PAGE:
The founder of Cred Jewellery, Greg Valerio, has been awarded the MBE in the Queens New Years Honour list 2016 for his work in Fairtrade Gold and with gold mining communities in South America and Africa.
Greg Valerio founded Cred Jewellery in 1996 to pioneer responsible mining practices in the jewellery industry. In 2003, Cred established the first transparent supply chain of gold and platinum from Oro Verde in Columbia, and was the first jewellery company to pay social premiums for ecological gold.
Cred Jewellery was sold to Alan Frampton in 2010, allowing Greg Valerio to focus on campaigning for justice and transparency within the jewellery industry.
Valerio comments: “Being awarded an MBE for Fairtrade Gold is truly amazing. I hope it something that moves the idea of Fairtrade in jewellery from being seen as a niche market and only for the small jewellers, and places it front and central for the entire UK profession to take seriously.
Using Fairtrade Gold is very easy and very affordable. As jewellers we can no longer afford to avoid the reality that there is an ethical choice that gets rid of mercury, child labour, human rights abuses and means that small-scale gold mining communities get a fair deal. This award is for everyone who has made this possible. Thank you.”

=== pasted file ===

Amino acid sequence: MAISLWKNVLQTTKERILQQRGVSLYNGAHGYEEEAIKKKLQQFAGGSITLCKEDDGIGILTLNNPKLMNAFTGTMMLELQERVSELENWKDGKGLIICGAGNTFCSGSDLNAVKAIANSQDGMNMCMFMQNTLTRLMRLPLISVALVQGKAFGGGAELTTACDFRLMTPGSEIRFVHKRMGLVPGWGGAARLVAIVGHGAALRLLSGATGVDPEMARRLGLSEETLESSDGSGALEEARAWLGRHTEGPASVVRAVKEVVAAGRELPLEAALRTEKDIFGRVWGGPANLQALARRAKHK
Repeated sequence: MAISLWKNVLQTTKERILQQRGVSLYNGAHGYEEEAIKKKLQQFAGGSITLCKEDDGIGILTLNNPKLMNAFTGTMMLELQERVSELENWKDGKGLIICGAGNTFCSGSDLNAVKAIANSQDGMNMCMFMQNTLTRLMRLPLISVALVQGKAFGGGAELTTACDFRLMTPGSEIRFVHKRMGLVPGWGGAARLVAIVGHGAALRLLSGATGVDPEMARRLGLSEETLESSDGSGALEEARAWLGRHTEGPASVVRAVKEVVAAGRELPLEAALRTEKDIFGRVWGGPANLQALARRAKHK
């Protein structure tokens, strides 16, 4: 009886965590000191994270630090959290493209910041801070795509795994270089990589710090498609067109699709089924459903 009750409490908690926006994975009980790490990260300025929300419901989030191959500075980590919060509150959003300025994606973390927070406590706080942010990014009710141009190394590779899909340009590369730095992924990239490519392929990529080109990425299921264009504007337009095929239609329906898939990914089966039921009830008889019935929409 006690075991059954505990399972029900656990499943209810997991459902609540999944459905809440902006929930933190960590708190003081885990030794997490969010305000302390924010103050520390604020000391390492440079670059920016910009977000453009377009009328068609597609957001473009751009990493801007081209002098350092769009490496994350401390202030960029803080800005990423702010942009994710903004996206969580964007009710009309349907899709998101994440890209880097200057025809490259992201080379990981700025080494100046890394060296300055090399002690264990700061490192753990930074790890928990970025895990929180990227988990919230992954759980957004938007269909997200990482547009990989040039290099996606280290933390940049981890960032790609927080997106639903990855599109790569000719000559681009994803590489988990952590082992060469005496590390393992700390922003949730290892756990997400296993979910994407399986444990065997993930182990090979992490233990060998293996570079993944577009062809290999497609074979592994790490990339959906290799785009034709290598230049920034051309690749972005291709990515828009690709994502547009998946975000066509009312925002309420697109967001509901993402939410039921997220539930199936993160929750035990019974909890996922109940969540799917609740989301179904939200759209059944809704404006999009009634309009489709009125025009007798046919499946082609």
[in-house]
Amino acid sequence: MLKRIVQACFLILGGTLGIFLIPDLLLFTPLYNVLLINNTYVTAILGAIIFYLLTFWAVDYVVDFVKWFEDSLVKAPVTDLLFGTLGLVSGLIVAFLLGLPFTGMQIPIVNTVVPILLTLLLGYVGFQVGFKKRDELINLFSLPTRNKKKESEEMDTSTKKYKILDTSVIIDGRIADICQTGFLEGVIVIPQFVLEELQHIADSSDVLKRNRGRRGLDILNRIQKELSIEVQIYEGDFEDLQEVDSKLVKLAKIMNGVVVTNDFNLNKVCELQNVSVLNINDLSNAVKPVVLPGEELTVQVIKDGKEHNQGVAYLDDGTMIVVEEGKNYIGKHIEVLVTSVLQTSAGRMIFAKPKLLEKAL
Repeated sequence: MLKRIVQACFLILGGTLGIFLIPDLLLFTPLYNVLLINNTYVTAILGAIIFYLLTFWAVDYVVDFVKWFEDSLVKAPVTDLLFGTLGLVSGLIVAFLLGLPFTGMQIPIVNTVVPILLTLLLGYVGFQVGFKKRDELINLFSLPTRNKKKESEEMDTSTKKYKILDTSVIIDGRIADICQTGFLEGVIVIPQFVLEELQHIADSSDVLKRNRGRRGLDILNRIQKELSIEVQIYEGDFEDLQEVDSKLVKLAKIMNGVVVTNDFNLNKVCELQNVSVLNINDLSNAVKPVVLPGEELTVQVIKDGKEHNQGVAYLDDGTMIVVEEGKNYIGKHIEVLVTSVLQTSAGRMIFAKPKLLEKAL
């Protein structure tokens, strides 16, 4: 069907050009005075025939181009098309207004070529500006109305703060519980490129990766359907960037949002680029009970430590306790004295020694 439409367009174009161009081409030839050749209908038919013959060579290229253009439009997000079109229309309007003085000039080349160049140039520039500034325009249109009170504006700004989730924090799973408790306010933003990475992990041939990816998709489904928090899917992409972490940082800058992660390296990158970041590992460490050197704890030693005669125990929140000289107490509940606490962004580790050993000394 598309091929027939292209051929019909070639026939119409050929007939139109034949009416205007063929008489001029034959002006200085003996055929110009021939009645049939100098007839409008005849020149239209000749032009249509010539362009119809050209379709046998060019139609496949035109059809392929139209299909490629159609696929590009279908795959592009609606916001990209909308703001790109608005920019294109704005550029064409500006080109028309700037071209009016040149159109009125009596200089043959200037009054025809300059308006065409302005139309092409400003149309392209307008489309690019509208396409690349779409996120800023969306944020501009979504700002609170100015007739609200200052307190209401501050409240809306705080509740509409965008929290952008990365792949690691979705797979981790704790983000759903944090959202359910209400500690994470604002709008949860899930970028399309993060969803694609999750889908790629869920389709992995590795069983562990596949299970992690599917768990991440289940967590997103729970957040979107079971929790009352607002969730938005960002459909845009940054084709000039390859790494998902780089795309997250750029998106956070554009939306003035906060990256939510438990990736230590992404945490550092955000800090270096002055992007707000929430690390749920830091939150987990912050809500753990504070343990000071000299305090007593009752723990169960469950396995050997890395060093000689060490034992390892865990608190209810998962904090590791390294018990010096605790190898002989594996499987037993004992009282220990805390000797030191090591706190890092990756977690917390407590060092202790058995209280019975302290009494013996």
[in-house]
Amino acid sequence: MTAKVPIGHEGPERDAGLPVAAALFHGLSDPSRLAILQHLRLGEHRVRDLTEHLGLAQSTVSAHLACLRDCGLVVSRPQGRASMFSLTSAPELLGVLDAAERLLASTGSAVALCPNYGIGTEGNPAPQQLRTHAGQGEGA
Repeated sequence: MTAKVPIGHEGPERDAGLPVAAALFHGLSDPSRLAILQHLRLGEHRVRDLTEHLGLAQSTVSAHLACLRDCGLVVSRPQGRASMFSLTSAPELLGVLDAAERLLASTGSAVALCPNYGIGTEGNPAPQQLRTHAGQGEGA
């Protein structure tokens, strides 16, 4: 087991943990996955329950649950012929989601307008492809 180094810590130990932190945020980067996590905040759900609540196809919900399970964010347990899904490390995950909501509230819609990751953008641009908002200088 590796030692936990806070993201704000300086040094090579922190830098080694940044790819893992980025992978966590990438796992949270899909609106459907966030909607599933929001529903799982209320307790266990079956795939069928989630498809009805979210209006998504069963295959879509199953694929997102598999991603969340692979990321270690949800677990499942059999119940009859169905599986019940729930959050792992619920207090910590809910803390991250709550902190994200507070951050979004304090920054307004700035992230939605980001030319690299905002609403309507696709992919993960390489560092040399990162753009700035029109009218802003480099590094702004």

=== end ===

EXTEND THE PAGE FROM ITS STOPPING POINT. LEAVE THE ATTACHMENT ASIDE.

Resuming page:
Alan Frampton, managing director of Cred Jewellery, adds: “A very warm congratulations to Greg for becoming a MBE. This is well deserved for his work in identifying the lack of transparency in the jewellery world. Anyone who has listened to Greg talk – whether in London or in the jungles of Sierra Leone – will know how much work this man has done and how passionately he stands up for the rights of small scale miners around the world. He is a world leader in small scale mining and this recognition demonstrates how important this is for the future success of the UK jewellery industry.”
Chief executive of the CMJ, Willie Hamilton concludes: “Everyone in the jewellery industry should recognise the significance of this award. Greg has rocked the ship of the establishment of this industry for many years and is now being recognised by the establishment. It’s not just recognition of the great work he has done, but recognition that what Greg has fought for is now being recognised as the truth of the exploitation that exists within the jewellery industry.”